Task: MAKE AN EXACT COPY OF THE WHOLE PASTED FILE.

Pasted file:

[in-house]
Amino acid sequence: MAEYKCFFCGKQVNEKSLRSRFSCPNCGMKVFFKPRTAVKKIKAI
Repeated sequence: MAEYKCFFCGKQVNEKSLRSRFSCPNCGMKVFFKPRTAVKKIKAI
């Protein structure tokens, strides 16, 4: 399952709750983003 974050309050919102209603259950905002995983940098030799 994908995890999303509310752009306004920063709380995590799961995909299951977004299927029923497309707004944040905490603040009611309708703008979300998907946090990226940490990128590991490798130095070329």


[in-house]
Amino acid sequence: MAEYKCFFCGKQVNEKSLRSRFSCPNCGMKVFFKPRTAVKKIKAI
Repeated sequence: MAEYKCFFCGKQVNEKSLRSRFSCPNCGMKVFFKPRTAVKKIKAI
């Protein structure tokens, strides 16, 4: 399952709750983003 974050309050919102209603259950905002995983940098030799 994908995890999303509310752009306004920063709380995590799961995909299951977004299927029923497309707004944040905490603040009611309708703008979300998907946090990226940490990128590991490798130095070329």